Why it’s worth giving graduates a go
EMPLOYERS looking for keen, passionate workers with a grasp on new technology should discard their go-to criteria of "three years' experience" and widen their search to include graduates.
More than one in 10 (13.5 per cent) bachelor degree graduates who want work do not find it within four months of completing their studies, QILT's 2017 Graduate Outcomes Survey finds.
Heather Warner, principal of HR consultancy WCA Solutions, said adding a graduate to the team could mean employers gain knowledge, understanding and adaptability with technology.
It could also be an opportunity to plan ahead for the future, as the ageing population meant Millennials needed to begin learning from Baby Boomers before they reached retirement.
"A great way to transfer skills through to Millennials is having both those demographics working together," she said.
"There are learnings from both sides and that can be beneficial for businesses."
Warner, who is currently working with two job-sharing graduates, said she looked for people with reasonable and consistent university marks and with some form of work experience.
"In some occupations you are really wanting the A student but mostly you are wanting solid marks that demonstrate commitment," she said.
"I am also looking for someone who has done a range of jobs - in retail, hospitality or something related to their career. Those jobs all require communication skills.
"I am more open to someone who has had a variety of roles, as long as they have been in each role for more than three months."
Warner said graduates should not be judged on the stereotype that they are unlikely to stick around as Millennials were "more loyal than people thought" and often stayed for five-plus years.
SEEK's Laws of Attraction research revealed Millennials and Baby Boomers equally valued the opportunity to commit to an employer for a long time, with job security rated as a top attractor by 11.1 per cent and 11.2 per cent, respectively.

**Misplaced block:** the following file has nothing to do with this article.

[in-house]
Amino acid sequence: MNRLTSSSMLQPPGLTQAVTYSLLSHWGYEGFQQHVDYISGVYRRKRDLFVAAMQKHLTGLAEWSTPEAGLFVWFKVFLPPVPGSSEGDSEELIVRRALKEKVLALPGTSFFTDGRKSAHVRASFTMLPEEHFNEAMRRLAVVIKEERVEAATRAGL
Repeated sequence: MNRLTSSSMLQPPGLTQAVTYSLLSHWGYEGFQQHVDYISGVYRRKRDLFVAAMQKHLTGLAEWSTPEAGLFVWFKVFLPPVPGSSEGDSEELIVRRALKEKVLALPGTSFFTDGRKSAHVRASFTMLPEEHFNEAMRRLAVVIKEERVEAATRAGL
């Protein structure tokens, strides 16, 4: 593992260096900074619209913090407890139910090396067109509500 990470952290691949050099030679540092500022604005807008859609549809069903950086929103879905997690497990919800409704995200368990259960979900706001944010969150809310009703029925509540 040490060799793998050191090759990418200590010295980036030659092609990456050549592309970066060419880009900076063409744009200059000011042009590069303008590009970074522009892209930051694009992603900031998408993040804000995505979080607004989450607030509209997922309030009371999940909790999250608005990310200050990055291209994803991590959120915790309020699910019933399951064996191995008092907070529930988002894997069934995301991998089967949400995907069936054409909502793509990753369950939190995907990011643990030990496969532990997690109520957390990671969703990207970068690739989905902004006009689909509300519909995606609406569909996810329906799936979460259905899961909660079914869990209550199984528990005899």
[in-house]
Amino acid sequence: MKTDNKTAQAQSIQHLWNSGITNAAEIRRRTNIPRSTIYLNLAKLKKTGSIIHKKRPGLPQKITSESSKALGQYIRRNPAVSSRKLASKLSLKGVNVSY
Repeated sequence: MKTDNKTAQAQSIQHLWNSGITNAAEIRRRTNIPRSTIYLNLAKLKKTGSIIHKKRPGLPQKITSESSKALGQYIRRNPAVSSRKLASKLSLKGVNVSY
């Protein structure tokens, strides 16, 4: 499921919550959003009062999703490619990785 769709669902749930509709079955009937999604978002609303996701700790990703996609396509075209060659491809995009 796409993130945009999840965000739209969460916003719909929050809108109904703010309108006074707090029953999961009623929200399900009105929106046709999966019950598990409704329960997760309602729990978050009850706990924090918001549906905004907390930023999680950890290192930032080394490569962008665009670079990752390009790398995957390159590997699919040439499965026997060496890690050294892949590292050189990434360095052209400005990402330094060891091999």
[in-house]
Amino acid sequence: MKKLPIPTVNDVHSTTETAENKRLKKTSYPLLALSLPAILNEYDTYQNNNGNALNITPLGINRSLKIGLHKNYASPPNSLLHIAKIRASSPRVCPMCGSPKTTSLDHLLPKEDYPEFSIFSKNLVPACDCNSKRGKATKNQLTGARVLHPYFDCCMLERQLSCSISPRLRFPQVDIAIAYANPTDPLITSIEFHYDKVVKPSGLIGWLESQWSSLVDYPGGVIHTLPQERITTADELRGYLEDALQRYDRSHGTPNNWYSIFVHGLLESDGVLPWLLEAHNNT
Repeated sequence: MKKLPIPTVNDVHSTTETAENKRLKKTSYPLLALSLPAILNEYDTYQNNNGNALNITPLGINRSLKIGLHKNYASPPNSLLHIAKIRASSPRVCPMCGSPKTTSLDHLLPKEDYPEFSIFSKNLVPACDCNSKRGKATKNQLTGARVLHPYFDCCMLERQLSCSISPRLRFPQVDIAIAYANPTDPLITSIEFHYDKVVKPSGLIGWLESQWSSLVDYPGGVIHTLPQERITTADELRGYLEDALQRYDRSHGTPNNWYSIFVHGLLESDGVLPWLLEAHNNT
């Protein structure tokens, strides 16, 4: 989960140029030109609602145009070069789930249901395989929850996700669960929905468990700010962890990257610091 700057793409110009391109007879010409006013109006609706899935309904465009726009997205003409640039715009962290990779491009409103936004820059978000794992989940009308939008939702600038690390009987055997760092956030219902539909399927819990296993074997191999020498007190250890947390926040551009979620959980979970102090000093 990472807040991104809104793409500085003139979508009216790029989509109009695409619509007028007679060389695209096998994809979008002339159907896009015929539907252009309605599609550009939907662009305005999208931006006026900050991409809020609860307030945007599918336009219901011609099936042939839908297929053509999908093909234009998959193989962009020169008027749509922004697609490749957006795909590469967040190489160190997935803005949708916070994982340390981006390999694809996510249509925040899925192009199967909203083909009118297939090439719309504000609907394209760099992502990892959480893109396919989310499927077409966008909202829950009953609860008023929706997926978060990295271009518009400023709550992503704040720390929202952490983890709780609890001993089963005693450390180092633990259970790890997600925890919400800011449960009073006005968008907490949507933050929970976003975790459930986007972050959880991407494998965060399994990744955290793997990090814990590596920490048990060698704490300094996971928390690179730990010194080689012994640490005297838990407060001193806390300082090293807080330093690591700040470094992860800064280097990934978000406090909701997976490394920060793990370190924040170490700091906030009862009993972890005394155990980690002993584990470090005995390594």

WCA consultant Bridget Totterdell, who began working in recruitment while studying a Bachelor of Human Resource Management, said training a graduate was like fortifying wine.
"With the right conditions and commitment; the finished product will reflect the preparation process," she said.
"Therefore, you have the opportunity to shape the professional qualities and attributes of your newest recruit to suit your future business needs."
She said graduates also accepted an entry level salary in return for mentoring from industry professionals, providing a better financial option for businesses.
Helen Loffler, manager of student participation, research and development at Helping Hand Aged Care, said the main benefit of hiring graduates was the chance to work with people who were keen to make their mark and innovate.
"This is fabulous for the aged care environment where rapid change is occurring," she said.
"Bringing passionate and engaged people into your workplace is a brilliant outcome.
"Employee needs are ever-evolving, and we find that offering flexibility and the ability to be involved across the organisation keeps (graduates') active minds interested and engaged."
Loffler said many employers understood the benefits of giving graduates a go.
Helping Hand alone had employed physiotherapists, registered nurses, speech pathologists and exercise physiologists as graduates.
Two thirds of the organisation's exercise physiologists were graduates, including Georgia Perkins, whose role included setting up safe exercise programs and working with people with significant health challenges to undertake daily movement and exercise.
Perkins studied a Bachelor of Clinical Exercise Physiology at the University of South Australia and received multiple job offers after graduation.
"I chose Helping Hand Aged Care because I loved the environment and the team I would be working with, who I knew would offer great support and mentoring throughout the start of my career," she said.
"They also offer great flexibility in hours and the work is challenging, especially working with patients with dementia, which is very interesting to me."
Perkins said graduates brought the latest thinking to their specialty area and looked at work with fresh eyes.